First let me gush a little on Russ Nicholson's art for this book. It's quite simply up there with the best gamebook art I've seen. I've never thought of his work in FF1-2 as brilliant, and in Blood Sword 1 I found it disappointing. Here it is crisp, detailed and well thought out. I have no doubt that it contributed greatly to my perception and enjoyment of the book.

I also fell for the overall mood of the setting; it's got a wild, mythological, Celtic feel to it, like a Corum novel. The land is pristine, uncharted, bespirited. You are the king (or queen) of a rustic realm that can be crossed on foot in a matter of days; when it is threatened by an evil witch, you send no one but yourself to sort things out. The creatures you come across aren't just bubble events waiting for you to show up, they all belong there. Did I mention Nicholson paints a beautiful window into this world and its wide horizons?

OK, maybe the background has a weak spot or two - surely not any magician who learns a little secret should stand to gain "power over all creation" by making golems who are "the essence of all things". But I'll swallow that (it will make a little more sense later on), and I liked the fact that the book sticks with the original FF formula: you get one potion, ten Provisions, no extras.

I really wish there weren't much more to add, but FF23 has one drawback: it's annoyingly difficult in ways that bring the dreaded Crypt of the Sorcerer to mind. Choices abound which will kill you off instantly (43 death paragraphs in all, many of which can be reached in multiple ways), and some are written as to ensure that most players will fall for them. There are several places where you cannot avoid having to Test your Luck or make some other roll to stay alive; in no game will you stand more than a 10% chance of winning. Dying can be OK if there's a point to it, but at times it's just "you fall down, the end" where there could just as well have been a Stamina penalty. MoM even goes a step too far in places trying to be vague and mythical, like in the section which reads in its entirety: "You walk off through the mist, which closes behind your back. You are never seen again, by man or monster, on this earth." Hello? I'm playing this guy, you can tell me what happened.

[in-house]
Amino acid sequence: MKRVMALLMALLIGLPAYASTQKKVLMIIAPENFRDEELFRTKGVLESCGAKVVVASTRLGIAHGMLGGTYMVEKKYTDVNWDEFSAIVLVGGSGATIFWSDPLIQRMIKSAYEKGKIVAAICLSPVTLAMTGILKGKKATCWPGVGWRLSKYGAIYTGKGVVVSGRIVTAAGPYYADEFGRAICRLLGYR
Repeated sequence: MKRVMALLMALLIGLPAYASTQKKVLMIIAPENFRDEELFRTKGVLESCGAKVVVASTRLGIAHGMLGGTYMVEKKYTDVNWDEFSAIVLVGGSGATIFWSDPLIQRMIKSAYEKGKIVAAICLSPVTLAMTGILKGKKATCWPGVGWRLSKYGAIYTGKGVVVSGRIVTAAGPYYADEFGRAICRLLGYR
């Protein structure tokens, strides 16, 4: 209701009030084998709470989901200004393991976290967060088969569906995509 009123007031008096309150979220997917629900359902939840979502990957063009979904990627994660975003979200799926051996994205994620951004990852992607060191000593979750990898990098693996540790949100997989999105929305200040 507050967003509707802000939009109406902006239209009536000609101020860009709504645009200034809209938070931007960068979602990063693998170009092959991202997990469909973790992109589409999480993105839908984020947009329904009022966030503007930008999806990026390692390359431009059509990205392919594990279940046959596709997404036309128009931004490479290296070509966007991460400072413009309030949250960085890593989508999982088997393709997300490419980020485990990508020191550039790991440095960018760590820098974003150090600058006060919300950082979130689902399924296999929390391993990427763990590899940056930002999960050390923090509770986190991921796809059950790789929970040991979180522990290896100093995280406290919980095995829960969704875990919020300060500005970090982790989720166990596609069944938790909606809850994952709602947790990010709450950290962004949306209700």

Food is handled in all sorts of ways. I decided on a house rule saying that when you are told that something bad happens if you didn't eat recently, you can do so immediately and avoid the bad thing. Paragraph 343 is just odd: if you have two or fewer portions of Provisions, not only do you lose Stamina but any remaining food as well, whereas if you have three or more nothing happens at all. Apparently you _can_ have your Provisions and eat them too. In paragraphs 156 and 248 Skill should probably be Attack Strength instead - only this time, it's more advantageous to take the book literally. "Three rocks" in 159 mystically become "four rocks" in 188. Just for the record I deplore the concept of "half left", though it was damn clever all the same. The final riddle (a meta-puzzle, really, but not a bad idea in itself) could have done with a slight adjustment, as you can be stumped even if you are on the right track.